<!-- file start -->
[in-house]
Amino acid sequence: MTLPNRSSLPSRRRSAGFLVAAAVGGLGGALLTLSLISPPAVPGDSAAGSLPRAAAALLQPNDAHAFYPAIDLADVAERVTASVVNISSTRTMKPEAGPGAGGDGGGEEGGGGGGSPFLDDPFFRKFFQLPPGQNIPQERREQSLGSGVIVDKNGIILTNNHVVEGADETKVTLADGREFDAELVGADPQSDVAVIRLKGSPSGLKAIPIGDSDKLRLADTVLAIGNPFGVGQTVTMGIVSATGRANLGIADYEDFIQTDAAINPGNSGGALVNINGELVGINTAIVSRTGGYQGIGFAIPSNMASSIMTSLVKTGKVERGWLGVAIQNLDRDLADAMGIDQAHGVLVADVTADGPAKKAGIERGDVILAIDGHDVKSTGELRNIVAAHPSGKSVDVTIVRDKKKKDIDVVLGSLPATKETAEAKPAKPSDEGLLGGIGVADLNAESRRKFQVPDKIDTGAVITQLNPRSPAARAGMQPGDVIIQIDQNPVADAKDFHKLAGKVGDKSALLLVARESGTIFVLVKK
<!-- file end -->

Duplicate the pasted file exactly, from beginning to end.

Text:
[in-house]
Amino acid sequence: MTLPNRSSLPSRRRSAGFLVAAAVGGLGGALLTLSLISPPAVPGDSAAGSLPRAAAALLQPNDAHAFYPAIDLADVAERVTASVVNISSTRTMKPEAGPGAGGDGGGEEGGGGGGSPFLDDPFFRKFFQLPPGQNIPQERREQSLGSGVIVDKNGIILTNNHVVEGADETKVTLADGREFDAELVGADPQSDVAVIRLKGSPSGLKAIPIGDSDKLRLADTVLAIGNPFGVGQTVTMGIVSATGRANLGIADYEDFIQTDAAINPGNSGGALVNINGELVGINTAIVSRTGGYQGIGFAIPSNMASSIMTSLVKTGKVERGWLGVAIQNLDRDLADAMGIDQAHGVLVADVTADGPAKKAGIERGDVILAIDGHDVKSTGELRNIVAAHPSGKSVDVTIVRDKKKKDIDVVLGSLPATKETAEAKPAKPSDEGLLGGIGVADLNAESRRKFQVPDKIDTGAVITQLNPRSPAARAGMQPGDVIIQIDQNPVADAKDFHKLAGKVGDKSALLLVARESGTIFVLVKK